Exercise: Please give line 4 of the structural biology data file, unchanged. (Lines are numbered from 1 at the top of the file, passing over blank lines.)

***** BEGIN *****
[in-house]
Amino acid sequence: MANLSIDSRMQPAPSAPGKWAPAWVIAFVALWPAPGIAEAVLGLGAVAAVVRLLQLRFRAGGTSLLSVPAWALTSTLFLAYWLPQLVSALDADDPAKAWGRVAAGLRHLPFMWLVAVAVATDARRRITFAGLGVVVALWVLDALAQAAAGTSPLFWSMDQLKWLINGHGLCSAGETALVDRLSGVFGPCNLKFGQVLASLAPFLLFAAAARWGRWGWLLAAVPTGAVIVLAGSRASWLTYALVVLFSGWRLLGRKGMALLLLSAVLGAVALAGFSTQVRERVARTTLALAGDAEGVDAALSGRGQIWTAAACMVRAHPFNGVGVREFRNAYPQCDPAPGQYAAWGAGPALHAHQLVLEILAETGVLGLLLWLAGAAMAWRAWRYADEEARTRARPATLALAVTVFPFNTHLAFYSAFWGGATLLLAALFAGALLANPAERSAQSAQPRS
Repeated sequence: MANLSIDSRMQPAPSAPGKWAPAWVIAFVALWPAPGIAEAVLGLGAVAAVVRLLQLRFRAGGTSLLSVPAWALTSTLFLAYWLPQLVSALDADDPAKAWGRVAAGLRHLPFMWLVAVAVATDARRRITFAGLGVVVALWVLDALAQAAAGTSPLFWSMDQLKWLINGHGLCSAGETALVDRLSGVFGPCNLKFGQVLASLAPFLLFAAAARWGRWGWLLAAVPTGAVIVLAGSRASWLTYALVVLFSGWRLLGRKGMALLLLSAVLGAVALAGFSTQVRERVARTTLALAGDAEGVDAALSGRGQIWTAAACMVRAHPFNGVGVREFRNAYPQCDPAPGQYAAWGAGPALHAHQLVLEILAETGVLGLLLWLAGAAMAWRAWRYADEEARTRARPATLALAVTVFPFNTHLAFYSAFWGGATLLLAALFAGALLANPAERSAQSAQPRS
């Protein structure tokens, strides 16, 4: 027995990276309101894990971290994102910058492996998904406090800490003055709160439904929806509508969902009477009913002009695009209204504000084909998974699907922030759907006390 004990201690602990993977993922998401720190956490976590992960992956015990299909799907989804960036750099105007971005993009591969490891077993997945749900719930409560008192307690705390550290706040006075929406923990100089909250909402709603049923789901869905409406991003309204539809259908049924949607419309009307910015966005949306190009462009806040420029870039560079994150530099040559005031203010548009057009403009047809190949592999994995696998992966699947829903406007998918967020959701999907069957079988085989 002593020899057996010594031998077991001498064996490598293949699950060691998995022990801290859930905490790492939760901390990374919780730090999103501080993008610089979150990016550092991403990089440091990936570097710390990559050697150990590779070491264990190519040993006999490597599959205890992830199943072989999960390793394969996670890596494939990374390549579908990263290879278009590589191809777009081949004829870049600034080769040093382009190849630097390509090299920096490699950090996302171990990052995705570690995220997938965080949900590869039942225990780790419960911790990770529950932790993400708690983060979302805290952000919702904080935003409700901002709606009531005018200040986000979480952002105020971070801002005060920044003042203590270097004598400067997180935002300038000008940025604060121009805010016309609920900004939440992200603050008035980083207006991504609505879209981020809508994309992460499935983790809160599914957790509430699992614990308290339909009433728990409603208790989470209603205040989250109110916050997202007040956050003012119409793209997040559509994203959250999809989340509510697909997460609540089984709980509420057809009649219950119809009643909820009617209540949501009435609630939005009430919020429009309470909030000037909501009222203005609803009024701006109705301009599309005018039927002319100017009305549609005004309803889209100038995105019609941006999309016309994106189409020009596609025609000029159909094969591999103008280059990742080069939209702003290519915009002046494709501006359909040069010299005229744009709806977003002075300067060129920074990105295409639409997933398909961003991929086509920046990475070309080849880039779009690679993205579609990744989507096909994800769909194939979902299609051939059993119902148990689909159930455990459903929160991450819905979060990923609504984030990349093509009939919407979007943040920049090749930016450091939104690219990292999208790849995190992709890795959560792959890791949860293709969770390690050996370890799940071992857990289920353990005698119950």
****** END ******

């Protein structure tokens, strides 16, 4: 027995990276309101894990971290994102910058492996998904406090800490003055709160439904929806509508969902009477009913002009695009209204504000084909998974699907922030759907006390 004990201690602990993977993922998401720190956490976590992960992956015990299909799907989804960036750099105007971005993009591969490891077993997945749900719930409560008192307690705390550290706040006075929406923990100089909250909402709603049923789901869905409406991003309204539809259908049924949607419309009307910015966005949306190009462009806040420029870039560079994150530099040559005031203010548009057009403009047809190949592999994995696998992966699947829903406007998918967020959701999907069957079988085989 002593020899057996010594031998077991001498064996490598293949699950060691998995022990801290859930905490790492939760901390990374919780730090999103501080993008610089979150990016550092991403990089440091990936570097710390990559050697150990590779070491264990190519040993006999490597599959205890992830199943072989999960390793394969996670890596494939990374390549579908990263290879278009590589191809777009081949004829870049600034080769040093382009190849630097390509090299920096490699950090996302171990990052995705570690995220997938965080949900590869039942225990780790419960911790990770529950932790993400708690983060979302805290952000919702904080935003409700901002709606009531005018200040986000979480952002105020971070801002005060920044003042203590270097004598400067997180935002300038000008940025604060121009805010016309609920900004939440992200603050008035980083207006991504609505879209981020809508994309992460499935983790809160599914957790509430699992614990308290339909009433728990409603208790989470209603205040989250109110916050997202007040956050003012119409793209997040559509994203959250999809989340509510697909997460609540089984709980509420057809009649219950119809009643909820009617209540949501009435609630939005009430919020429009309470909030000037909501009222203005609803009024701006109705301009599309005018039927002319100017009305549609005004309803889209100038995105019609941006999309016309994106189409020009596609025609000029159909094969591999103008280059990742080069939209702003290519915009002046494709501006359909040069010299005229744009709806977003002075300067060129920074990105295409639409997933398909961003991929086509920046990475070309080849880039779009690679993205579609990744989507096909994800769909194939979902299609051939059993119902148990689909159930455990459903929160991450819905979060990923609504984030990349093509009939919407979007943040920049090749930016450091939104690219990292999208790849995190992709890795959560792959890791949860293709969770390690050996370890799940071992857990289920353990005698119950």